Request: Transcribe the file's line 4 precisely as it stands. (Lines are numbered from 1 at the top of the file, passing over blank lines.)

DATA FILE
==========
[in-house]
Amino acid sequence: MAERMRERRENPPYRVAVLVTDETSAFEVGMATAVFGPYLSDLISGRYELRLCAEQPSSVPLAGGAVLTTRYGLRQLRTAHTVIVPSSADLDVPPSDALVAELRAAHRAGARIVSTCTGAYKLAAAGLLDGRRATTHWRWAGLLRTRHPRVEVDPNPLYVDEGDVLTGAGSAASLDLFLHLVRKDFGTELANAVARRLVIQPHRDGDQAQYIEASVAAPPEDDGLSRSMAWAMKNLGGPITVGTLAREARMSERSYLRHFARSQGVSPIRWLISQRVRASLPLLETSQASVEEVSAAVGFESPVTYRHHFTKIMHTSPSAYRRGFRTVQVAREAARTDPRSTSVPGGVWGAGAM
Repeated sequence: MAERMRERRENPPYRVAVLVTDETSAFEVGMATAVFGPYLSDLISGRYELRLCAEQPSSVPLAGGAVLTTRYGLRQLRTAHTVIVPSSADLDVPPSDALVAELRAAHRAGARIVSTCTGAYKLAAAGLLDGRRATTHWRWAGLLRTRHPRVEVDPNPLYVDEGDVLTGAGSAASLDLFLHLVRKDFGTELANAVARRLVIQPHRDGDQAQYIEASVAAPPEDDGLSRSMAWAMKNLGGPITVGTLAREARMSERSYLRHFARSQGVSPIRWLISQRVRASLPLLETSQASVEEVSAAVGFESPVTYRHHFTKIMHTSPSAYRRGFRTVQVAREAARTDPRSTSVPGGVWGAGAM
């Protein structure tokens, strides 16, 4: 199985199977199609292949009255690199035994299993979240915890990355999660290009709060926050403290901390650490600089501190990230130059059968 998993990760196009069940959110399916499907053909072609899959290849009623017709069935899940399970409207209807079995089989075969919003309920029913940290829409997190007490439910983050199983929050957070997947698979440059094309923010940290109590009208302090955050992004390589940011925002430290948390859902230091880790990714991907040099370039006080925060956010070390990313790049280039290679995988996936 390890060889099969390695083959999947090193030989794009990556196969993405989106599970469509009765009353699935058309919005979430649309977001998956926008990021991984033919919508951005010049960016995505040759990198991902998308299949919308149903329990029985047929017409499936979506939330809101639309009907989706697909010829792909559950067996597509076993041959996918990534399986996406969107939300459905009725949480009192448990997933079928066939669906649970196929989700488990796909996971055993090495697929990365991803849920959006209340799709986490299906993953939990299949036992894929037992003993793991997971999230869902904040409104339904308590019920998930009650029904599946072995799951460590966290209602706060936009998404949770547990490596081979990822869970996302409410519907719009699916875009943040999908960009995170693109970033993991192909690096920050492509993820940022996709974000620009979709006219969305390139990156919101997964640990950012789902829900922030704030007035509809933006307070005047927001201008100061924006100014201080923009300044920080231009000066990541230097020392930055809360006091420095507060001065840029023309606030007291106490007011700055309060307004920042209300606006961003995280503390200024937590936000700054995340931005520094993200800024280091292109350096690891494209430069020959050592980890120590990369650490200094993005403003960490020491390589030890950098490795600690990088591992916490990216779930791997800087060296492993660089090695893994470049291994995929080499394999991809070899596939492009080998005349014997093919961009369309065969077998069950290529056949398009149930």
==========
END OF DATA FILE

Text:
């Protein structure tokens, strides 16, 4: 199985199977199609292949009255690199035994299993979240915890990355999660290009709060926050403290901390650490600089501190990230130059059968 998993990760196009069940959110399916499907053909072609899959290849009623017709069935899940399970409207209807079995089989075969919003309920029913940290829409997190007490439910983050199983929050957070997947698979440059094309923010940290109590009208302090955050992004390589940011925002430290948390859902230091880790990714991907040099370039006080925060956010070390990313790049280039290679995988996936 390890060889099969390695083959999947090193030989794009990556196969993405989106599970469509009765009353699935058309919005979430649309977001998956926008990021991984033919919508951005010049960016995505040759990198991902998308299949919308149903329990029985047929017409499936979506939330809101639309009907989706697909010829792909559950067996597509076993041959996918990534399986996406969107939300459905009725949480009192448990997933079928066939669906649970196929989700488990796909996971055993090495697929990365991803849920959006209340799709986490299906993953939990299949036992894929037992003993793991997971999230869902904040409104339904308590019920998930009650029904599946072995799951460590966290209602706060936009998404949770547990490596081979990822869970996302409410519907719009699916875009943040999908960009995170693109970033993991192909690096920050492509993820940022996709974000620009979709006219969305390139990156919101997964640990950012789902829900922030704030007035509809933006307070005047927001201008100061924006100014201080923009300044920080231009000066990541230097020392930055809360006091420095507060001065840029023309606030007291106490007011700055309060307004920042209300606006961003995280503390200024937590936000700054995340931005520094993200800024280091292109350096690891494209430069020959050592980890120590990369650490200094993005403003960490020491390589030890950098490795600690990088591992916490990216779930791997800087060296492993660089090695893994470049291994995929080499394999991809070899596939492009080998005349014997093919961009369309065969077998069950290529056949398009149930």